This specification defines a standard for representing and propagating a set of user-defined properties associated with a distributed request.
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This is the First Public Working Draft (FPWD). There are a few implementations of this protocol available. Experimental interoperability scenarios were run and have demonstrated promising results. The specification will be progressed into Candidate Recommendation stage after that, drafts for binary, AMQP and MQTT protocols will be written to make sure the concepts and structure defined in this specification can be ported to other protocols.
This document was published by the Distributed Tracing Working Group as a Working Draft using the Recommendation track.
Publication as a Working Draft does not imply endorsement by W3C and its Members.
This is a draft document and may be updated, replaced or obsoleted by other documents at any time. It is inappropriate to cite this document as other than work in progress.
This document was produced by a group operating under the 1 August 2017 W3C Patent Policy. W3C maintains a public list of any patent disclosures made in connection with the deliverables of the group; that page also includes instructions for disclosing a patent. An individual who has actual knowledge of a patent which the individual believes contains Essential Claim(s) must disclose the information in accordance with section 6 of the W3C Patent Policy.
This document is governed by the 2 November 2021 W3C Process Document.
As well as sections marked as non-normative, all authoring guidelines, diagrams, examples, and notes in this specification are non-normative. Everything else in this specification is normative.
The key words MAY, MUST, MUST NOT, and SHOULD in this document are to be interpreted as described in BCP 14 [RFC2119] [RFC8174] when, and only when, they appear in all capitals, as shown here.
baggage header represents a set of user-defined properties associated with a distributed request. Libraries and platforms SHOULD propagate this header.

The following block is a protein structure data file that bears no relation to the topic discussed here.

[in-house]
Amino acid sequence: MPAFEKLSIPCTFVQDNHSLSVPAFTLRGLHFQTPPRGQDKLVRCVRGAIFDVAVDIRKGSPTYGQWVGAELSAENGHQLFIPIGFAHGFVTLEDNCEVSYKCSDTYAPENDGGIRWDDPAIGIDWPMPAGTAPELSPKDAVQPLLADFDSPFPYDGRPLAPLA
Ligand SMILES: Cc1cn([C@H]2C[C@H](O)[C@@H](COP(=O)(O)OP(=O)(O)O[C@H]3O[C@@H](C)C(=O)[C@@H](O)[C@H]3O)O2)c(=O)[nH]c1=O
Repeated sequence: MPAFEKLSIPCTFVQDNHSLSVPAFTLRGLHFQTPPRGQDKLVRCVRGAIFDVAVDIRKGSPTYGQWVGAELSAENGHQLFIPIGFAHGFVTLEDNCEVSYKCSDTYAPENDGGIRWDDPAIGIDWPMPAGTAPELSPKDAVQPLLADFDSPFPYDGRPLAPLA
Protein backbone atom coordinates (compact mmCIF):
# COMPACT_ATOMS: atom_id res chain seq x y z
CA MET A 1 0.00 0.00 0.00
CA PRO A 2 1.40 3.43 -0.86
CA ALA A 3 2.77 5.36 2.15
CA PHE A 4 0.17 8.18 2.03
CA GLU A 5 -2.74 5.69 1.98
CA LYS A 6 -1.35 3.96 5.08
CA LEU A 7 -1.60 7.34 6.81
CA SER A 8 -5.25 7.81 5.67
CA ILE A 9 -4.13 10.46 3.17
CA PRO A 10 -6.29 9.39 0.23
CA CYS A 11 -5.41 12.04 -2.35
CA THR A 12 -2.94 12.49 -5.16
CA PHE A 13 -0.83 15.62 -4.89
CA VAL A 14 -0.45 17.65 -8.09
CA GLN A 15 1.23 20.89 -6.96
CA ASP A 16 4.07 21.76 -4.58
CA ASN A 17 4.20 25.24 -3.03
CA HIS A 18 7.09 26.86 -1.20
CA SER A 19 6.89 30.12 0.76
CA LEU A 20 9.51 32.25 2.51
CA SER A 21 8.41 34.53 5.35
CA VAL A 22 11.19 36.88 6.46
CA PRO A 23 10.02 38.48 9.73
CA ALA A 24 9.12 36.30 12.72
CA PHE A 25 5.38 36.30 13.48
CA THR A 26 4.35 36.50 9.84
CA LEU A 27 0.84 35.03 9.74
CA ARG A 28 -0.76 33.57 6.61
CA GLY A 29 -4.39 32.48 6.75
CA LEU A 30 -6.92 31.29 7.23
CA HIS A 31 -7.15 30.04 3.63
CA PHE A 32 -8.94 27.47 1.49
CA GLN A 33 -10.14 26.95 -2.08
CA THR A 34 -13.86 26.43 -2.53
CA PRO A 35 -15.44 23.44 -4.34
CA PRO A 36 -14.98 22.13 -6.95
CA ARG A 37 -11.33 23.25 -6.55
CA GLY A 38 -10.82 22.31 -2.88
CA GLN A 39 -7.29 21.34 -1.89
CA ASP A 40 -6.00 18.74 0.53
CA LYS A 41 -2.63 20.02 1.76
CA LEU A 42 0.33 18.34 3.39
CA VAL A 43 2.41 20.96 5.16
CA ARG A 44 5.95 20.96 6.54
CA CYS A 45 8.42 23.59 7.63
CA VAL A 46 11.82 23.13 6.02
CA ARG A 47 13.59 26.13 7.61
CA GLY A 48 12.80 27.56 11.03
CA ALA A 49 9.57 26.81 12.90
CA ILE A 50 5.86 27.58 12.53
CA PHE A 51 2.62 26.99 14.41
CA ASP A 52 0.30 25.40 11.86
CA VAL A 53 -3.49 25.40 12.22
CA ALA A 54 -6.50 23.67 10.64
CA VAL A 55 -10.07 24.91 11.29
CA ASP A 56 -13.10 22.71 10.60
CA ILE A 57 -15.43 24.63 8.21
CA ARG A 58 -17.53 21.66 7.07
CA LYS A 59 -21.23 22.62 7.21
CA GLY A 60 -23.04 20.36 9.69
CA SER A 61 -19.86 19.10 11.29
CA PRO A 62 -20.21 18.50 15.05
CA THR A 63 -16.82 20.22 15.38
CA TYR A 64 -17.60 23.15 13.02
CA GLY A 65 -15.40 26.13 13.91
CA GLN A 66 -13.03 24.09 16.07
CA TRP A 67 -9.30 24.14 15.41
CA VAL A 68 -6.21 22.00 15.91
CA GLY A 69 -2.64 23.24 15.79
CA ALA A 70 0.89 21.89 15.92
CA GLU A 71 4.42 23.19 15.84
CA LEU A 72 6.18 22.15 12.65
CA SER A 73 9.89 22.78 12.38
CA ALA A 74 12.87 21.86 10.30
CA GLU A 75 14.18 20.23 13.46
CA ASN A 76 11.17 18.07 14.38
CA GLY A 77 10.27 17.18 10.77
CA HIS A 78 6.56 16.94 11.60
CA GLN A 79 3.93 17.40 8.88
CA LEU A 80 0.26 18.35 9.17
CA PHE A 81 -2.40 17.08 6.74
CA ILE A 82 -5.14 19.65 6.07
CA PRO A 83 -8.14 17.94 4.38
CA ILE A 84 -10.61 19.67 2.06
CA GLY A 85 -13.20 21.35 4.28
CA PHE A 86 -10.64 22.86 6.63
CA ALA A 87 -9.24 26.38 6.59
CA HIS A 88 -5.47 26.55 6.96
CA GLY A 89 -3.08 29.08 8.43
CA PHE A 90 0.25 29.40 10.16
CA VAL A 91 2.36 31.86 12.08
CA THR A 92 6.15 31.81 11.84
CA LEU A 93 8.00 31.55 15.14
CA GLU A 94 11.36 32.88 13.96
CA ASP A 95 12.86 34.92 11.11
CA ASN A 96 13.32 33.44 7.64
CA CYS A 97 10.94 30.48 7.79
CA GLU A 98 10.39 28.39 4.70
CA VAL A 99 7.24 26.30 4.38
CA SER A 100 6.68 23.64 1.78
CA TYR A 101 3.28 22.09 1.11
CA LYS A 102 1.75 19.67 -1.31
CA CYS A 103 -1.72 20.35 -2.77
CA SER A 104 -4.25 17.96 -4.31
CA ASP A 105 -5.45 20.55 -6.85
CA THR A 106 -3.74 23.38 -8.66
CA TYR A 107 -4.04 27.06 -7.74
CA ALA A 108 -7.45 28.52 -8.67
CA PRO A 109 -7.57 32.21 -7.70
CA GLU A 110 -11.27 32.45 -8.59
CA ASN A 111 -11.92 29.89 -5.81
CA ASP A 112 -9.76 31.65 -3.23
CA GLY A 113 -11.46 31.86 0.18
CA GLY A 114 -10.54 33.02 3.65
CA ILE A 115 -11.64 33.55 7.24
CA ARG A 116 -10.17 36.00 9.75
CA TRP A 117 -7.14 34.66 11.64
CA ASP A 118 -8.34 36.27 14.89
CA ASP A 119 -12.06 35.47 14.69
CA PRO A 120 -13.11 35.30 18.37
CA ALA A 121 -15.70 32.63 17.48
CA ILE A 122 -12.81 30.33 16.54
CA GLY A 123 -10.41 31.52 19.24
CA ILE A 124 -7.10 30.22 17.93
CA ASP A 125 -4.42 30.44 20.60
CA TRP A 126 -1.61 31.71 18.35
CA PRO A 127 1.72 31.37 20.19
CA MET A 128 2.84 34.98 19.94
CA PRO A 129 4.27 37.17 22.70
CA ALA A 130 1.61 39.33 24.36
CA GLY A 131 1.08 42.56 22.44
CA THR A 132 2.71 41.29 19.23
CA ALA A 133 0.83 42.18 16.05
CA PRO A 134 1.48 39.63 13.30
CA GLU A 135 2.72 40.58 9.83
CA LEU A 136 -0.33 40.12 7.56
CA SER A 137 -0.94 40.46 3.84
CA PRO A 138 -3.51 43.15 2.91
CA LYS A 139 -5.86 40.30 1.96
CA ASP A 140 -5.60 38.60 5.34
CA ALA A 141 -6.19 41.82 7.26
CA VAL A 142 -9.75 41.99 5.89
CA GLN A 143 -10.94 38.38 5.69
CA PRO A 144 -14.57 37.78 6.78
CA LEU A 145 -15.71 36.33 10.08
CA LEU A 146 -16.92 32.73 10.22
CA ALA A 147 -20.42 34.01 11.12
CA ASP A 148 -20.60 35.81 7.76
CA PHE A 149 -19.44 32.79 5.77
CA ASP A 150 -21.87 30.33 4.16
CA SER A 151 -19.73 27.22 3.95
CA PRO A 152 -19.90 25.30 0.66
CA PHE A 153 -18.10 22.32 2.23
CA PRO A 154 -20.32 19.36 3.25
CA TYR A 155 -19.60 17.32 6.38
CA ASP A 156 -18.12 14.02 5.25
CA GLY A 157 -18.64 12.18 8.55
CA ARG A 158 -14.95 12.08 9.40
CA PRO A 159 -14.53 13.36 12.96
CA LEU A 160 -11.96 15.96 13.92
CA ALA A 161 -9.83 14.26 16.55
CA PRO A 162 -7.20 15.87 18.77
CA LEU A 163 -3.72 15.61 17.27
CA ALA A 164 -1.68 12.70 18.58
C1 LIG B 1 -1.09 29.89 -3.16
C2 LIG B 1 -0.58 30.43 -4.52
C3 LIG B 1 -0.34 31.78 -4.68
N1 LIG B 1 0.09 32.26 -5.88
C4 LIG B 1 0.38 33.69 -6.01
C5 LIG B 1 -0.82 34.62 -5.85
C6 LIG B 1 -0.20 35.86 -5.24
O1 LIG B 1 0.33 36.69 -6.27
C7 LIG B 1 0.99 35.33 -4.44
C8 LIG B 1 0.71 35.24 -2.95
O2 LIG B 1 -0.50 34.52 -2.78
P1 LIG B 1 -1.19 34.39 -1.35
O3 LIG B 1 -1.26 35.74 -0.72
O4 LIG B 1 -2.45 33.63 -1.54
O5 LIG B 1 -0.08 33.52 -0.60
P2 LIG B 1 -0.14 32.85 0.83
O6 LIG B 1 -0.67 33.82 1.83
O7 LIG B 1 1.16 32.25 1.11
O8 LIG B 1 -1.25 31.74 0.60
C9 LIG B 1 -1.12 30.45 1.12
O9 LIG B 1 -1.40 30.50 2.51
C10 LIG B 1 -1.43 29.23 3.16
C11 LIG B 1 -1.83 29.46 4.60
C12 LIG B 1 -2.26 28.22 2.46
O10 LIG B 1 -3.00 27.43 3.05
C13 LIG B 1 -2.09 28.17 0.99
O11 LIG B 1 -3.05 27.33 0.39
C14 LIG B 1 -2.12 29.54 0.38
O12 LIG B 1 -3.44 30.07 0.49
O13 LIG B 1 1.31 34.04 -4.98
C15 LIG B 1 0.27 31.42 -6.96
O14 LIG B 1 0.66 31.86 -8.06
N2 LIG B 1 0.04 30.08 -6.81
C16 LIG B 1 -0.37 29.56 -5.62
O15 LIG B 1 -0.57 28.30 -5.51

baggage header is used to propagate user-supplied key-value pairs through a distributed request.
A received header MAY be altered to change or add information and it SHOULD be passed on to all downstream requests.
baggage headers are allowed. Values can be combined in a single header according to RFC 7230.
In order to increase interoperability across multiple protocols and encourage successful integration, implementations SHOULD keep the header name lowercase.
This section uses the Augmented Backus-Naur Form (ABNF) notation of [RFC5234].
baggage-string = list-member 0*179( OWS "," OWS list-member )
list-member = key OWS "=" OWS value *( OWS ";" OWS property )
property = key OWS "=" OWS value
property =/ key OWS
key = token ; as defined in RFC 7230, Section 3.2.6
value = *baggage-octet
baggage-octet = %x21 / %x23-2B / %x2D-3A / %x3C-5B / %x5D-7E
; US-ASCII characters excluding CTLs,
; whitespace, DQUOTE, comma, semicolon,
; and backslash
OWS = *( SP / HTAB ) ; optional white space, as defined in RFC 7230, Section 3.2.3
token is defined in [RFC7230], Section 3.2.6: https://tools.ietf.org/html/rfc7230#section-3.2.6
The definition of
OWS is taken from [RFC7230], Section 3.2.3: https://tools.ietf.org/html/rfc7230#section-3.2.3
list-members with optional properties attached.
Uniqueness of keys between multiple
list-members in a
baggage-string is not guaranteed.
The order of duplicate entries SHOULD be preserved when mutating the list.
Producers SHOULD try to produce a
baggage-string without any
list-members which duplicate the
key of another list member.
token which identifies a
value in the
token is defined in RFC7230, Section 3.2.6.
Leading and trailing whitespaces (
OWS) are allowed and are not considered to be a part of the key.
A value contains a URL encoded UTF-8 string.
Leading and trailing whitespaces (
OWS) are allowed and are not considered to be a part of the value.
value MAY contain any number of the equal sign (
=) characters. Parsers
MUST NOT assume that the equal sign is only used to separate
Additional metadata MAY be appended to values in the form of property set, represented as semi-colon
; delimited list of keys and/or key-value pairs, e.g.